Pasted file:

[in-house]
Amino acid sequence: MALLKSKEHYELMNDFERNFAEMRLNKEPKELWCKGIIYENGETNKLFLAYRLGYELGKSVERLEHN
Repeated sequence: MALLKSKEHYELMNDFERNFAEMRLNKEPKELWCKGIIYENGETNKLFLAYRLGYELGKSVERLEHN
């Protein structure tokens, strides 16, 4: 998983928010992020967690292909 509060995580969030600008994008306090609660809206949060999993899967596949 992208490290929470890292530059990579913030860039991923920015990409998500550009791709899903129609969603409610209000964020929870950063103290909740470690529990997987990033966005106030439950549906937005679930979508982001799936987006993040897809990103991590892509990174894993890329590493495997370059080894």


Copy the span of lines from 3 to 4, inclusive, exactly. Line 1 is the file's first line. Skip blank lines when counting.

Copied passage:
Repeated sequence: MALLKSKEHYELMNDFERNFAEMRLNKEPKELWCKGIIYENGETNKLFLAYRLGYELGKSVERLEHN
């Protein structure tokens, strides 16, 4: 998983928010992020967690292909 509060995580969030600008994008306090609660809206949060999993899967596949 992208490290929470890292530059990579913030860039991923920015990409998500550009791709899903129609969603409610209000964020929870950063103290909740470690529990997987990033966005106030439950549906937005679930979508982001799936987006993040897809990103991590892509990174894993890329590493495997370059080894």